††† †††††††††††††††††††††††††††††† MY FATHERíSFIRSTCAR.


It all started in 1943. I was 6 at the time and I remember it like it was yesterday. My Father was a skilled trades Plumber.He was age 39 with 3 children so he was not called up. He was in the A.R.P. and after working his regular job, he would go the 30 miles up to London every night to help with bomb damage. He had a motorcycle at that time but it was not much good for carrying tools and repair parts. An Uncle of mine was called up and had a 1929 Austin 7 Top Hat.He made a deal with my father for him to buy the Austin 7.I remember my Dad coming home from work at noon on Saturday and saying after lunch we are going to get the car. I was so excited I could hardly eat lunch.We walked about 2 miles to my Uncleís house, we spent the entire afternoon trying to start it with no luck, I was so disappointed. Finally he did get it home and any chance I got, I would go out with him driving.



There were a couple of times that I remember him re-building the engine.He had galvanized buckets full of pistons, rods and other engine parts. He would simply just try each part one at a time to find one that fitted the best. I donít think I ever remember him measuring anything.I remember he used a lot of oil, it seemed every time we went out he would be putting more in. He used to buy it in green 5 gall drums.Iím not sure what is was or where it even came from.




After the war, petrol was still in short supply, but every Sunday afternoon we would take the tools out of the car and put the back seat back in to go for a ride in the countryside. We lived in Bracknell, Berkshire, and would go to Henley on Thames, which was about 15 miles away. We would always stop at Tyford to watch the Express Steam train that went from London to Wales run through.Other times we would stop by some woods that we could explore.




Sometimes we would go down to Southsea and Portsmouth where my parents had friends. There was a very steep hill near Petersfield about ĺ of the way down.By the time we got to the top we would be boiling like crazy. It was no mistake that there was a Pub at the top of the hill.That Pub was always filled with vehicles with their bonnets up replenishing the radiators with water, and the men with beer.

There was a steep hill near our home.Going over it would save about 3 miles to the next town but it was always a challenge.We would approach the road from a tee junction at the bottom of the hill. Instead of turning to go up the hill my father would have to turn the opposite way and go down the road a ľ mile, turn around and go like hell to try to get a good run at the hill.Most of the time we would make it, but if it was raining it would be a delicate balance between the throttle and wiper, with the foot to the floor there was no vacuum to operate the wiper and we could barely make it in first gear.




After WWII people wanted to get into car racing and most had little money to spare. The little Austin 7 was economically the best choice. One Sunday Dad said we are going down to the Splashes where they were having some Time Trials. We all loaded into our Austin 7, and came to where the event was being held. An official waved us in and my father followed his directions, and before we knew it, we were heading down stream to the next splash. As you can guess the official thought we were one of the competitors. Before we knew it we had water running in one side and out of the other, and a dead car stuck in the stream. The thing that sticks in my mind is the official carrying my mother to the bank. My bothers and I thought it was quite exciting to be in the competition. It took most of the afternoon before we got it out and going again.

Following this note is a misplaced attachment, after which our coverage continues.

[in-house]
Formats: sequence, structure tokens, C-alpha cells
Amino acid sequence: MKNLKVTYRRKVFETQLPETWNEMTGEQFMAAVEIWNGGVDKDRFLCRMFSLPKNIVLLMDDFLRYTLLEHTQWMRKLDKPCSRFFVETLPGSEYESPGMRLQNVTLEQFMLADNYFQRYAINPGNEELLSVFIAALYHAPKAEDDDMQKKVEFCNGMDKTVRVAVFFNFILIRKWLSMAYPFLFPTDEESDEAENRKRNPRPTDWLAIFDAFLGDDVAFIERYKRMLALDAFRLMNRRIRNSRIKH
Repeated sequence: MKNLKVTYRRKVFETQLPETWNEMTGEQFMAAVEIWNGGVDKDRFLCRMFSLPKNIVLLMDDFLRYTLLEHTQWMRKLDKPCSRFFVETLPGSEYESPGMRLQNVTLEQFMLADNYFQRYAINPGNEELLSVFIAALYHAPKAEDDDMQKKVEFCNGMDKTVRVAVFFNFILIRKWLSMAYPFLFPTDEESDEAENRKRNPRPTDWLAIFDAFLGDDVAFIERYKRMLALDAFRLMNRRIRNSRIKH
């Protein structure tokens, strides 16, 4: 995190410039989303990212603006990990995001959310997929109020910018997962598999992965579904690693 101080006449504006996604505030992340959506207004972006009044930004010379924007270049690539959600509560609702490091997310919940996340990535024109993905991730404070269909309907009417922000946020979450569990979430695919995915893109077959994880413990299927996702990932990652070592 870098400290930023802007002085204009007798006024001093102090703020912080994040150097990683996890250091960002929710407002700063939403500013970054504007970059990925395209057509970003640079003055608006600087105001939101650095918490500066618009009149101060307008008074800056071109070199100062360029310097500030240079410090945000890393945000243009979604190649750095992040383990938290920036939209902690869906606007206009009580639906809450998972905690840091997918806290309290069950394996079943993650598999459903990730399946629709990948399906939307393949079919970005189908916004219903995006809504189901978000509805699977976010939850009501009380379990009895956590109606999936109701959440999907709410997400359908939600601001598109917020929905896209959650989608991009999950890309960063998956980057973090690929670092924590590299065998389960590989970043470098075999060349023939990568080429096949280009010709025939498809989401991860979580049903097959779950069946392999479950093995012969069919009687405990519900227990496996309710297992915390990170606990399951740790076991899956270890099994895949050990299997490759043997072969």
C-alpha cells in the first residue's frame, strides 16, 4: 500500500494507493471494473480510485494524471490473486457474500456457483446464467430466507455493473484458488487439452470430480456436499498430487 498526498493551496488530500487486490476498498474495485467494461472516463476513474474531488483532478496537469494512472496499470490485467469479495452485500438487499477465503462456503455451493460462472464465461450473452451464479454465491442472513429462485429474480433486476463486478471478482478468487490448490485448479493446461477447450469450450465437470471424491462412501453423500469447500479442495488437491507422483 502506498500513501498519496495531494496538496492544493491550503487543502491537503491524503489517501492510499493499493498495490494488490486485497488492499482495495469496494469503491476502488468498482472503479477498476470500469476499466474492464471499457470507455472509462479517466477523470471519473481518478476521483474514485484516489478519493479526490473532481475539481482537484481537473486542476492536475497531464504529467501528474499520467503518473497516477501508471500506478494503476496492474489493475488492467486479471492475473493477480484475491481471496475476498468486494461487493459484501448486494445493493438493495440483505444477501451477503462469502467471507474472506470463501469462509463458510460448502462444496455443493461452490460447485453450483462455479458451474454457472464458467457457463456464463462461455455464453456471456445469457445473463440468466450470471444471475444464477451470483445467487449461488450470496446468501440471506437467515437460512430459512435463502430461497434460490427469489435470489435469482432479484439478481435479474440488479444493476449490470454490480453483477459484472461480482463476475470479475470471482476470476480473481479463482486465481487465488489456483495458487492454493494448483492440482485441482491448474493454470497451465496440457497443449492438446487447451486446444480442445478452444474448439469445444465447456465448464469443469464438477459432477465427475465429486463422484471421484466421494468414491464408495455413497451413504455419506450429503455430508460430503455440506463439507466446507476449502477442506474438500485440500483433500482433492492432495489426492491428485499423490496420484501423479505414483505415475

It was not long before our family out grew the little Austin, and petrol became more plentiful. So my father brought an Austin 12 Tourer. It seemed so big after the 7. Us kids named it the flying greenhouse, it never did seem to have the magic that the 7 held.Unfortunately we have no pictures of Dad with his Austin 7.

While in my late teens my first car was an Austin 7 Special,


which I remember trading in my HRD Vincent Rapide motorcycle for it. I Wish I had that motorcycle now!


My wife and I have lived in the USA since the late 60ís, and on trips back to the UK for visiting family and holidays, we would visit Steam and Car Shows that were on. At one Show about 10 years ago I saw an Austin 7 identical to what my father had owned. Seeing that car brought back the memories and about how nice it would be to own one. Since retiring 5 years ago, I found an Austin the same year and model as Dads, and had it shipped over here. Two years ago I started restoring it and have now just finished. It is a clone to my fathers. We have called it ĎAlfieí after him. Since I live in the USA I found it hard to look for spare parts had to make some parts myself. Most of the wood was rotten in the frame and I ended up making about 75% of it new. While looking for parts for this Austin just recently I saw a 1927Austin Chummy for sale.




It had been rotting away in a barn in Georgia, USA.It had been brought over in 1963 to be restored but nothing had been done. I could not resist it and brought it, now thatís the next project.